A drone strike killed at least four alleged Al-Qaeda suspects in Yemen on Monday, tribal sources said, the third such attack in a week after Washington vowed to continue it’s campaign against the armed group in the volatile Gulf country.
The unmanned aircraft targeted a car carrying "at least four" suspects in Baida province, the sources told Agence France-Presse. They added that the bodies inside the car were left charred.
AFP could not immediately verify the identities of those killed in Monday's attack.
Since President Barack Obama vowed on Jan. 25 to not let up Washington’s campaign against Al-Qaeda fighters in Yemen, three drone strikes have targeted suspected members of the group.
An attack on Jan. 26 killed three people, including Mohammed Toayman, a sixth grader said to be between the ages of 12 and 15, whose father and brother were killed in a 2011 drone strike. Another attack on Jan. 31 killed four people.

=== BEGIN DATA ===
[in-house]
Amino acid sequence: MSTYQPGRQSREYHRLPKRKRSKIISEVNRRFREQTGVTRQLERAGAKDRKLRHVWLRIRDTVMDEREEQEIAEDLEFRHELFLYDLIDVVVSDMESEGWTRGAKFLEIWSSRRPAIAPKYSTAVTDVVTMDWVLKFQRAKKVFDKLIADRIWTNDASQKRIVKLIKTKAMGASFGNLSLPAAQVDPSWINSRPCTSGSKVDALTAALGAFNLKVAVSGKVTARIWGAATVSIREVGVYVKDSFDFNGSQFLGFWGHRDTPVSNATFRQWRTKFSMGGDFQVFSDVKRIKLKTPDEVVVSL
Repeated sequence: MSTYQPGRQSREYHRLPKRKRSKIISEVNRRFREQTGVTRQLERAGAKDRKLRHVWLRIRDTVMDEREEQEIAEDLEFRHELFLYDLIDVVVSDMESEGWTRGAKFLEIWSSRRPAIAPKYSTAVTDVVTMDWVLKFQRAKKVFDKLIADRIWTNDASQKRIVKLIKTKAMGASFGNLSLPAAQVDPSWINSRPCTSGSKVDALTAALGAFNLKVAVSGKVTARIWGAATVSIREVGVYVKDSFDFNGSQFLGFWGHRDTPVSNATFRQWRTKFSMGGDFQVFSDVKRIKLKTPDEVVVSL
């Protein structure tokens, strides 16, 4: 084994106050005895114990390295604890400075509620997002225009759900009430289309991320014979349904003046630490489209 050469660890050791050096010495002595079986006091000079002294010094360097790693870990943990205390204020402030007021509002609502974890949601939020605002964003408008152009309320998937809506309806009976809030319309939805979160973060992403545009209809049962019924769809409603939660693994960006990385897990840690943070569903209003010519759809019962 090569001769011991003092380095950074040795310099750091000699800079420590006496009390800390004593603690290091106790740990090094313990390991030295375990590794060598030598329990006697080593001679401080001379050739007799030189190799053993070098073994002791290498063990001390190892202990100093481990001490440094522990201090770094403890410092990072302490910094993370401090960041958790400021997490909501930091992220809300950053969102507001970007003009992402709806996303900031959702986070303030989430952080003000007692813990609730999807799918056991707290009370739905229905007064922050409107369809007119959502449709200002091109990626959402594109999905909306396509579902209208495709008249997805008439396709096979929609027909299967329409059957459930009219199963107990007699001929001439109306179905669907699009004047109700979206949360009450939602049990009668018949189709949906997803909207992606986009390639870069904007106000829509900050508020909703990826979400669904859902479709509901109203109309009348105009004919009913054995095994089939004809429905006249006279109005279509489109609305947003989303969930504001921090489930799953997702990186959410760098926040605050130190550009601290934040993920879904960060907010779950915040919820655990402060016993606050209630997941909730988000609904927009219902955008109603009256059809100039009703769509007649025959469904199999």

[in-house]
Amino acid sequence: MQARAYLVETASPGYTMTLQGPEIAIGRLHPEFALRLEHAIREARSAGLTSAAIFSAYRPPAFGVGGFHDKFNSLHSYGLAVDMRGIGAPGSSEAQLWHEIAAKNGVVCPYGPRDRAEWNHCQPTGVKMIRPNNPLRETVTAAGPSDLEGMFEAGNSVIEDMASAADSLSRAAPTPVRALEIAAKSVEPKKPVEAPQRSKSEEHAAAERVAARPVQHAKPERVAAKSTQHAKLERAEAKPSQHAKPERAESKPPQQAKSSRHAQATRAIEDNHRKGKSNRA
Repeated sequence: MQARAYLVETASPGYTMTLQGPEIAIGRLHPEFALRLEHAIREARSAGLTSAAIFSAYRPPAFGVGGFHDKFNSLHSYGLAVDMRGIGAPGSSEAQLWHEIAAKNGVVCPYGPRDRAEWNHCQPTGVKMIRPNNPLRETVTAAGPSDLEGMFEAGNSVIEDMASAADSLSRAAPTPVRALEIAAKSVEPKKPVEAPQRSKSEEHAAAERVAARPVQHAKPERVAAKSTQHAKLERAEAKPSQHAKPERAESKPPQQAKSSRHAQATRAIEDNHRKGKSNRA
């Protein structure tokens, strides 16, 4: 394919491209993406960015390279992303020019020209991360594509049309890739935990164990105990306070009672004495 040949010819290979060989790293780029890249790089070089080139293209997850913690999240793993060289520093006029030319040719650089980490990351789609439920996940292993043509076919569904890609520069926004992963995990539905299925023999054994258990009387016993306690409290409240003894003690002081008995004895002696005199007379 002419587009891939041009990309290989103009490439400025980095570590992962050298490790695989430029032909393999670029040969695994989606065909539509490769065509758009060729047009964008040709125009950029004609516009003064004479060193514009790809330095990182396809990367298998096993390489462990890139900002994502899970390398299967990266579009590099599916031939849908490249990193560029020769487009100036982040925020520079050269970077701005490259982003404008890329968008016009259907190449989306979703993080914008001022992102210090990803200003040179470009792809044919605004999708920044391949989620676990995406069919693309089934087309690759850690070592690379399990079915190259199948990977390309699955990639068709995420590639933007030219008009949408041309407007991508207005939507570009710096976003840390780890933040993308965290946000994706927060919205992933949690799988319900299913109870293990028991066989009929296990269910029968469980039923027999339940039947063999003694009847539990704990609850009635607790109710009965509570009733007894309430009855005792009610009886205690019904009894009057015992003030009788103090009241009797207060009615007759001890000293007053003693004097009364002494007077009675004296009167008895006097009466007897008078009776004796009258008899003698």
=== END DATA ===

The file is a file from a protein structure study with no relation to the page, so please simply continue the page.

The strike that killed Toayman was the first since Al-Qaeda in the Arab Peninsula (AQAP) claimed responsibility for a deadly attack on satirical magazine Charlie Hebdo in Paris last month.
U.S. officials insist that Toayman and the two other men killed were Al-Qaeda operatives of “fighting age” — a disputed standard for counting civilian casualties because it regards all military-age males as combatants, according to ProPublica, a nonprofit news source.
Civilian deaths during drone operations have raised concerns among human rights workers that U.S. drone strikes are radicalizing the families of the people they kill, according to The Bureau of Investigative Journalism.
According to the New America Foundation, the United States has carried out more than 110 strikes on targets in Yemen since 2009, mostly using drones.
Al Jazeera and Agence France-Presse